By 1964 Hammer Film Productions had transformed itself from one of many generalised British film studios into a popular maker of melodramatic gothic horror films and thrillers. After The Curse of Frankenstein (1957), Dracula (1958), and The Mummy (1959) all proved successful, a constant hunt was on for any more monstrous terrors around which a film could be based. A gorgon – a creature out of Greek mythology with snakes for hair and the ability to turn any that see it to stone – must have seemed as good an idea as any other.
In the early 20th century, the European town of Vandorf has suffered a long-running spate of mysterious deaths. Each victim has been transformed into stone. When the mystery killer leads first to the suicide of local Bruno Heitz and then the murder of his father (Michael Goodliffe), Bruno’s brother Paul (Richard Pasco) travels to the town to investigate. He is assisted by the beautiful Carla Hoffman (Barbara Shelley) and his tutor Karl Meister (Christopher Lee), while being stymied at every turn by local doctor Namaroff (Peter Cushing) and police chief Kanof (Patrick Troughton).
To a large degree The Gorgon represents business-as-usual for Hammer’s horror oeuvre: there is a European village, a nearby ruined castle, murders in the night, and fearful villagers wary of strangers. The film, which is directed by Hammer stalwart Terence Fisher, also features studio stars Christopher Lee and Peter Cushing. They are swapped around this time, with Cushing exercising a nicely unsettling menace while Lee hams things up as an overly gregarious academic on the trail of a mystery. Barbara Shelley is also remarkably strong as Carla, and it is around her that the film’s most striking elements can be found.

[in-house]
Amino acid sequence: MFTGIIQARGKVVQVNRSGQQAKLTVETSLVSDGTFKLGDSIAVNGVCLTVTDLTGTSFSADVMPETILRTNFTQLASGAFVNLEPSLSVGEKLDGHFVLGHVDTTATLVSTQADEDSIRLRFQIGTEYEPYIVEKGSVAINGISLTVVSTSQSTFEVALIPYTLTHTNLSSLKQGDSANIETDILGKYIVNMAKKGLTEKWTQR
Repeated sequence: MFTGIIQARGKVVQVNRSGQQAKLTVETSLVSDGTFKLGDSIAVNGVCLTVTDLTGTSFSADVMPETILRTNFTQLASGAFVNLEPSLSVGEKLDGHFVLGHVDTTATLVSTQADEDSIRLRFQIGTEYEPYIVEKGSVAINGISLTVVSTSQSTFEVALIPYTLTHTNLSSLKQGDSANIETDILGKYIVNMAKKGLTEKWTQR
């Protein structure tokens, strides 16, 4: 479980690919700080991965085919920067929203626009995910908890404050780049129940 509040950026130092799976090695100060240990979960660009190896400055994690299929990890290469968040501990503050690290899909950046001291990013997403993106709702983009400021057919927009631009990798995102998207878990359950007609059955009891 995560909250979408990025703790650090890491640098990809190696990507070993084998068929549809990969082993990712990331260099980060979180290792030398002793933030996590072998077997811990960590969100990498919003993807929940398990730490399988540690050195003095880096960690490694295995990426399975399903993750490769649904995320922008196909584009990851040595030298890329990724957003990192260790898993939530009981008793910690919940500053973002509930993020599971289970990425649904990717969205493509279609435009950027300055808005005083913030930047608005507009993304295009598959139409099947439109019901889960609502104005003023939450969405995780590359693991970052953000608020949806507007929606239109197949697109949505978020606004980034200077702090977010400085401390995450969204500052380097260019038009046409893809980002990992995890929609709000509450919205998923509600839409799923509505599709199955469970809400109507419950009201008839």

It is unusual for a Hammer feature to sideline its monstrous content as much as The Gorgon does, but Fisher does so here. The screenplay, by John Gilling and Anthony Nelson Keyes from a story by J. Llewelyn Divine, seems more focused on a burgeoning romance between Paul and Carla – and with growing tension between Carla and her employer Dr Namaroff. This character work is not complicated, by any means, but it gives the film a romantic edge that other Hammer productions tended to lack. Viewers hoping for some 1960s monster action will still be satisfied – dancer Prudence Hyman makes a nicely menacing gorgon in key scenes – but here it simply is not the focus.
The Gorgon will never be remembered as one of Hammer’s greats, but it remains a rock-solid second-stringer from a period when the studio was at its creative and popular height. It offers a chance to see a slightly different style of film, to experience both Lee and Cushing in variations of their traditional roles, and even to check out Patrick Troughton – here reliably playing a stern police inspector and still two years away from his famous role as television’s Doctor Who. (In fact it’s a small treat to see he and Cushing share the screen, given the latter played Doctor Who in two films around the same time.)
Hammer productions can vary wildly in quality. While not a classic, The Gorgon may be safely taken as one of the better ones – and definitely one of the films deserving a bit more exposure.